Everybody . . . this is Mom . . .
My biggest supporter. My biggest champion. The first person I wanted when the troopers came to tell me about Prince Charming’s accident. The person I could always count on to step up and tell me when I was wrong. She (figuratively) kicked my butt more than once when she thought I needed it . . . even if I didn’t want to hear it. But she also sang my praises from the roof tops to anyone who would listen for all of my successes.
She came from a massively dysfunctional family and had a very unhappy childhood. She swore that she would not make the same mistakes her parents had made and was going to find a man that loved and cherished her and wouldn’t settle for anything less than someone who would appreciate all the gloriousness that she was. She met the love of her life on a blind date, got engaged a month later, married him three months after that and they lived happily ever after for just shy of 62 years when he passed away.
Family was always first and she and my Dad instilled that into all of us kids from an early age. She always told us girls that you “have a man in your life because you want a man in your life, not because you need a man in your life.” She and Dad taught us girls how to stand on our own two feet and how to do things to take care of ourselves. Not just “girly” things like housework and cooking but how to change a flat tire and change the oil in your car and yard work. Oh heavens did they ever teach us about yardwork.
She taught my brother that he needed to do stuff for himself because he didn’t need some woman to take care of him. She made him take a typing class in high school so he could type his own papers when he went to college. He learned to cook and clean, too. His wife is very thankful to my Mom for all of that.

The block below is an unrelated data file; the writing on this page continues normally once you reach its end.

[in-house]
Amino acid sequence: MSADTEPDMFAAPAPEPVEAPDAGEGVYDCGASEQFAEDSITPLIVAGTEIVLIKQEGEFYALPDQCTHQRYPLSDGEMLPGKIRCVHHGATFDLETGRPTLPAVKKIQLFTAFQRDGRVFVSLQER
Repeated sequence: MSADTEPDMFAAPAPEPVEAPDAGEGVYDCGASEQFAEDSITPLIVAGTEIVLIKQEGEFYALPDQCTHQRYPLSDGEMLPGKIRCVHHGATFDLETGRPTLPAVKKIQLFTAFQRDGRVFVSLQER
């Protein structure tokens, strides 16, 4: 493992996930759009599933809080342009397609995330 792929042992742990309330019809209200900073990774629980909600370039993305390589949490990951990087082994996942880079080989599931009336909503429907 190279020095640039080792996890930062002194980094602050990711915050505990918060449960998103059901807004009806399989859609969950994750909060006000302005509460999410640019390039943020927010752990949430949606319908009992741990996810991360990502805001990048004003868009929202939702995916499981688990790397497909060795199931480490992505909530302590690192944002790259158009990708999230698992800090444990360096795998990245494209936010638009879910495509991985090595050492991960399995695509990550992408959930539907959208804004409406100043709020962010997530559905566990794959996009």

She raised six kids . . . and buried two. She loved being a mom and a grandma . . . and hounded each of her grandkids to give her great-grandkids because “I’m not getting any younger and I might not be here much longer!” . . . to which the grandkids always said “Grandma!! I’m only (insert very young age here) and I’m not out of college yet/not married yet/not ready for kids!” Which always made her smile . . . she was thankful the kids were strong enough to know what they wanted and wouldn’t give in to a grumpy Grandma just because she said so . . . .
I love her with all my heart . . . and it took me until I was an adult to appreciate all the sassiness that was my glorious Mom . . . our Saturday Night Adventures after my Dad died were stuff of family legend. The time the guy paid for our meal at Steak N Shake because we were so much fun to watch. The time she almost “stole” batteries from the Dollar Tree because they were under her purse in the cart and she forgot to pay for them.
She gave me the courage to face life without my beloved Prince Charming and I helped her learn how learn how to live with my Dad.
I lost my buddy on Monday afternoon. She had been in a relatively minor car accident on April 30. We thought she was going to be okay. The doctors thought she was going to be okay. She had some underlying medical issues that weren’t serious before the accident but became more complicated after the accident. The trauma was just too much for her little body to recover from.
We haven’t really come to terms with the fact that she’s gone . . . making funeral arrangements today was surreal . . . how can she be gone? Is this all a horrible dream that I’ll wake up from?
This wonderful lady taught me many lessons in her lifetime . . . but she forgot to teach me how to live without her.